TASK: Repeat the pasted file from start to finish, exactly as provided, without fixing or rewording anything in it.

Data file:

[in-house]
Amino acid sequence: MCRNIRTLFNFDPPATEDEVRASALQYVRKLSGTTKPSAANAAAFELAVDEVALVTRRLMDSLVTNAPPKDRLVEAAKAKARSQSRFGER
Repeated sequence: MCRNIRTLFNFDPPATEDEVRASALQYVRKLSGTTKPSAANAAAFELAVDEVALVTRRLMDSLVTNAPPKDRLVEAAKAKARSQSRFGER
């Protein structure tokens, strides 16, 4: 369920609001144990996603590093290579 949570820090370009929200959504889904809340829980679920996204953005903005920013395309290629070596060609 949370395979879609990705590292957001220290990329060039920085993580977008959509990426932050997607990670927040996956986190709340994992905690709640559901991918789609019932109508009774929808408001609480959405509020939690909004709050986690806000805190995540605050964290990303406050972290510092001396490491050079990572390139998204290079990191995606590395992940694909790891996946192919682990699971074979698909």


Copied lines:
[in-house]
Amino acid sequence: MCRNIRTLFNFDPPATEDEVRASALQYVRKLSGTTKPSAANAAAFELAVDEVALVTRRLMDSLVTNAPPKDRLVEAAKAKARSQSRFGER
Repeated sequence: MCRNIRTLFNFDPPATEDEVRASALQYVRKLSGTTKPSAANAAAFELAVDEVALVTRRLMDSLVTNAPPKDRLVEAAKAKARSQSRFGER
């Protein structure tokens, strides 16, 4: 369920609001144990996603590093290579 949570820090370009929200959504889904809340829980679920996204953005903005920013395309290629070596060609 949370395979879609990705590292957001220290990329060039920085993580977008959509990426932050997607990670927040996956986190709340994992905690709640559901991918789609019932109508009774929808408001609480959405509020939690909004709050986690806000805190995540605050964290990303406050972290510092001396490491050079990572390139998204290079990191995606590395992940694909790891996946192919682990699971074979698909």